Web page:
How to beat writer’s block for content writers
If you think that writer’s block is just for novelists, think again! As a blog and content writer, I’ve come across it plenty of times – in fact, I’ve deleted and re-written this very paragraph twice already!
The truth is, when you’re faced with the pressure of deadlines and the need to write consistent content, you can so easily find yourself staring at a blank screen wondering where the heck to start. And in these situations, you can either stall and not get the job done, or find ways to push through. Luckily, I have a few tricks that I use when I’m faced with writer’s block – perhaps some of them can help you, too.
Writer’s block – how do you feel about it?
First thing first. Where does writer’s block come from? Other articles I’ve read on the subject start by answering the question ‘what is writer’s block?’, and I personally find that unhelpful. We know what writer’s block is, otherwise we wouldn’t be searching for ways to solve it!
Instead, I’m going to start by exploring why. Why does writer’s block happen? And the conclusion I come to is down to one word – FEAR.
Whenever I find myself unable to start writing, fear is always the driving emotion.
- I’m afraid that what I write won’t make sense.
- I’m afraid that I’ll get it wrong.
- I’m afraid that people will read it and judge me.
- I’m afraid of revealing my weaknesses.
Fear is a seriously big emotion, and one which drives an awful lot of our decisions. In this case, telling us that we are not good enough to write the content that’s in our heads, so we should “just leave it, yeah?”.
The trouble is, like with everything, if we let fear decide for us, we never move forward. We never get that piece of content written. Thankfully, once you understand why, there are some useful tools you can use to overcome writer’s block, once and for all!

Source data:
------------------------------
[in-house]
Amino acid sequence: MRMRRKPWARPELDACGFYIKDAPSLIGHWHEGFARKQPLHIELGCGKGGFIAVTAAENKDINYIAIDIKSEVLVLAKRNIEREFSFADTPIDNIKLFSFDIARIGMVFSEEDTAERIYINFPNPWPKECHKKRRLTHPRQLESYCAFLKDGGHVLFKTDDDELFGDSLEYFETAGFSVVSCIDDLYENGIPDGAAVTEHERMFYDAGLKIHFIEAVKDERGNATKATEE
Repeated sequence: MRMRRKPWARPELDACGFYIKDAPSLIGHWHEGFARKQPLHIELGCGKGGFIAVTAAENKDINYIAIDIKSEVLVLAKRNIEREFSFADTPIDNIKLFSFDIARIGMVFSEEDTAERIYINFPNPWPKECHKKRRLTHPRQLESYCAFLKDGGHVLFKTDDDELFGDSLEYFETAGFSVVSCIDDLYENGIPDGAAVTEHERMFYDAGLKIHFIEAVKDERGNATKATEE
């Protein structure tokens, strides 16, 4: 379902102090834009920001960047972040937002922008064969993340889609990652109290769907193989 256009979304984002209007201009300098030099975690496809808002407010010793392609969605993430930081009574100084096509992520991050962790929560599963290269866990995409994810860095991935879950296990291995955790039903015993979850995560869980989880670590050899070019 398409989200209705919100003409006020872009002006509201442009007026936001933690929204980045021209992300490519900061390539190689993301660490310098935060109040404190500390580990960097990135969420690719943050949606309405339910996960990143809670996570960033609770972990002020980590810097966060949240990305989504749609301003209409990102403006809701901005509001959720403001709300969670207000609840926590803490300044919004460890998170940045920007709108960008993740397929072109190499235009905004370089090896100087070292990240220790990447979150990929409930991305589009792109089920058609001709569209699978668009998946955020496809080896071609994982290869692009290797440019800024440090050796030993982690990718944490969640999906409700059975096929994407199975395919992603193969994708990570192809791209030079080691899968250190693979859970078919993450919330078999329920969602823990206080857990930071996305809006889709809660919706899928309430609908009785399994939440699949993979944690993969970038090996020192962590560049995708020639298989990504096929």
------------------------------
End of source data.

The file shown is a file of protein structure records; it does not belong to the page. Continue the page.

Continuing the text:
How to beat writer’s block
1. Have an ideas bank ready. It’s just too overwhelming to have to think of a subject as well as write the piece in one sitting. I always do these two things separately. I will sit down and think of a list of things I’d like to write about. Maybe just about 3 or 4 to begin with. And I note down any ideas that come to mind for each one.
2. Do something else for a while. Once I’ve got my ideas list, I walk away. I shut the document down, and I go and do something else. Sometimes (if I need content urgently), that might just be an hour, or it can be several days.
3. Look at the first thing on your list. Don’t do anything with it, just read back your idea, and allow your mind to wander on it. Take your time, and add to your ideas if you feel inspired. Make it a rough bullet list so that you can make sense of it, and build from it. The most important point here is that you’re focussing on ONE IDEA.
4. Write without judgement – or thought. I often find from working through point 3, I’m feeling pretty inspired about the content I’m about to write. BUT, if I’m not careful, this is the point where writer’s block can kick in big time for me!Here, you must allow yourself to write something shitty. Don’t judge, edit, or think too much – just write. Get all of those ideas out of your brain, and onto the screen. Write it for yourself, remembering that at this point NOBODY ELSE CAN SEE IT.
I can promise you that once you’ve done this step, you’ll see that it’s nowhere near as bad as you thought it would be. And guess what? YOU’VE WRITTEN YOUR CONTENT!
Now, you can edit it and make it shine ready for the real world to see. Then, move on to the second idea on your list. The more you practice this, the easier it will be, and soon, writer’s block will be a thing of the past!
I really hope that these ideas help you. Let me know if it works for you, and send me a link to the next amazing piece of content you write!
Tereasa Hedges, freelance copywriter for creatives, designers and makers.
I’m a freelance copywriter who specialises in writing content for creative people, helping you to reach larger audiences through blogging, web content, email marketing, and a little bit of social media for good measure.
Want to work with me? Contact me for a chat via firstname.lastname@example.org